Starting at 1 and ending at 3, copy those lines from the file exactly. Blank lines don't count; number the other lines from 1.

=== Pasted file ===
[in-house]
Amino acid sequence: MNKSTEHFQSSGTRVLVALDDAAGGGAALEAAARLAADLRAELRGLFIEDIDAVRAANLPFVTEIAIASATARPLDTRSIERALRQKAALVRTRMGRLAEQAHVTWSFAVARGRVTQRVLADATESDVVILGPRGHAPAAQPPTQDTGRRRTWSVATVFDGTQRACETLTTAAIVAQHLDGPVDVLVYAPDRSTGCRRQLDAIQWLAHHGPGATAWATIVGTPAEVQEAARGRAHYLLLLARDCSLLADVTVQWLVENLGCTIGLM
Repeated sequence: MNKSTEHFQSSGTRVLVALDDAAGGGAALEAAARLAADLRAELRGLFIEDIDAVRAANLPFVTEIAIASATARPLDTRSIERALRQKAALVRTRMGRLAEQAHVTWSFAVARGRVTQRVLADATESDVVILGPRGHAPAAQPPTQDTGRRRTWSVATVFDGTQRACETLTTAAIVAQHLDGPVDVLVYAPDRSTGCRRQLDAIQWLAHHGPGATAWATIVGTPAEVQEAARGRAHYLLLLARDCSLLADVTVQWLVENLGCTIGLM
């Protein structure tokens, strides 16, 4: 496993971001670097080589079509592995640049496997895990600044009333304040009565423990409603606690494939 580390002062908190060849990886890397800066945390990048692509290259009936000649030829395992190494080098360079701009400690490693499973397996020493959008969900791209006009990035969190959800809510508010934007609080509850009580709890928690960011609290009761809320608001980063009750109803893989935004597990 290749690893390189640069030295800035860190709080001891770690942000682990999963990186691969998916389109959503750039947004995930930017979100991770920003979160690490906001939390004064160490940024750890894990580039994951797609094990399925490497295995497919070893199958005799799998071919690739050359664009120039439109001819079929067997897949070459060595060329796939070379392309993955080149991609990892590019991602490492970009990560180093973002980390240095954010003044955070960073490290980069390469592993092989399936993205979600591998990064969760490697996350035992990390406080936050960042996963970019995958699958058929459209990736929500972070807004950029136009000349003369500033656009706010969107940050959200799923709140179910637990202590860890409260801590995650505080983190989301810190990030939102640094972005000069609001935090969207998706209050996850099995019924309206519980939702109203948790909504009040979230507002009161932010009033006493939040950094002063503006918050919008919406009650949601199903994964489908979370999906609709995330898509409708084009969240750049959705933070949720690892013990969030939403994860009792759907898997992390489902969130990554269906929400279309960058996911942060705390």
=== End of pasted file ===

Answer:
[in-house]
Amino acid sequence: MNKSTEHFQSSGTRVLVALDDAAGGGAALEAAARLAADLRAELRGLFIEDIDAVRAANLPFVTEIAIASATARPLDTRSIERALRQKAALVRTRMGRLAEQAHVTWSFAVARGRVTQRVLADATESDVVILGPRGHAPAAQPPTQDTGRRRTWSVATVFDGTQRACETLTTAAIVAQHLDGPVDVLVYAPDRSTGCRRQLDAIQWLAHHGPGATAWATIVGTPAEVQEAARGRAHYLLLLARDCSLLADVTVQWLVENLGCTIGLM
Repeated sequence: MNKSTEHFQSSGTRVLVALDDAAGGGAALEAAARLAADLRAELRGLFIEDIDAVRAANLPFVTEIAIASATARPLDTRSIERALRQKAALVRTRMGRLAEQAHVTWSFAVARGRVTQRVLADATESDVVILGPRGHAPAAQPPTQDTGRRRTWSVATVFDGTQRACETLTTAAIVAQHLDGPVDVLVYAPDRSTGCRRQLDAIQWLAHHGPGATAWATIVGTPAEVQEAARGRAHYLLLLARDCSLLADVTVQWLVENLGCTIGLM